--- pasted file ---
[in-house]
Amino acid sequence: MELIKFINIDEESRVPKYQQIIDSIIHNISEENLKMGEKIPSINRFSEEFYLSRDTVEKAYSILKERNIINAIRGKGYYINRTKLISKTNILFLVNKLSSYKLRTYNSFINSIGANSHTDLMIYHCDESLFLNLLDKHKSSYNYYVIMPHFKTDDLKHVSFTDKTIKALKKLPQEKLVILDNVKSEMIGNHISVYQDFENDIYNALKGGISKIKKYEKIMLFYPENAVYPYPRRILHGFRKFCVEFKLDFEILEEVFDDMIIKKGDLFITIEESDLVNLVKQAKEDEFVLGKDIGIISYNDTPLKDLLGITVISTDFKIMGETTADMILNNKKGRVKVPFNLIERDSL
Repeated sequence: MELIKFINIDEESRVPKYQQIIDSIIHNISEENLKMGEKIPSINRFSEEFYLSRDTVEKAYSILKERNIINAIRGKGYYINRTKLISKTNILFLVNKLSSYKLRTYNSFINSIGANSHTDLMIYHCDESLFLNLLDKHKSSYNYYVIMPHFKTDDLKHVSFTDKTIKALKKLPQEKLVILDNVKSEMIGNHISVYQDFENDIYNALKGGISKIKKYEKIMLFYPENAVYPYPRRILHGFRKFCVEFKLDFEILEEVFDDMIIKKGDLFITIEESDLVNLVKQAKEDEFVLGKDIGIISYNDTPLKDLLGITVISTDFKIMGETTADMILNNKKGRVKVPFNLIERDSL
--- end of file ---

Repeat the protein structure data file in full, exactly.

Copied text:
[in-house]
Amino acid sequence: MELIKFINIDEESRVPKYQQIIDSIIHNISEENLKMGEKIPSINRFSEEFYLSRDTVEKAYSILKERNIINAIRGKGYYINRTKLISKTNILFLVNKLSSYKLRTYNSFINSIGANSHTDLMIYHCDESLFLNLLDKHKSSYNYYVIMPHFKTDDLKHVSFTDKTIKALKKLPQEKLVILDNVKSEMIGNHISVYQDFENDIYNALKGGISKIKKYEKIMLFYPENAVYPYPRRILHGFRKFCVEFKLDFEILEEVFDDMIIKKGDLFITIEESDLVNLVKQAKEDEFVLGKDIGIISYNDTPLKDLLGITVISTDFKIMGETTADMILNNKKGRVKVPFNLIERDSL
Repeated sequence: MELIKFINIDEESRVPKYQQIIDSIIHNISEENLKMGEKIPSINRFSEEFYLSRDTVEKAYSILKERNIINAIRGKGYYINRTKLISKTNILFLVNKLSSYKLRTYNSFINSIGANSHTDLMIYHCDESLFLNLLDKHKSSYNYYVIMPHFKTDDLKHVSFTDKTIKALKKLPQEKLVILDNVKSEMIGNHISVYQDFENDIYNALKGGISKIKKYEKIMLFYPENAVYPYPRRILHGFRKFCVEFKLDFEILEEVFDDMIIKKGDLFITIEESDLVNLVKQAKEDEFVLGKDIGIISYNDTPLKDLLGITVISTDFKIMGETTADMILNNKKGRVKVPFNLIERDSL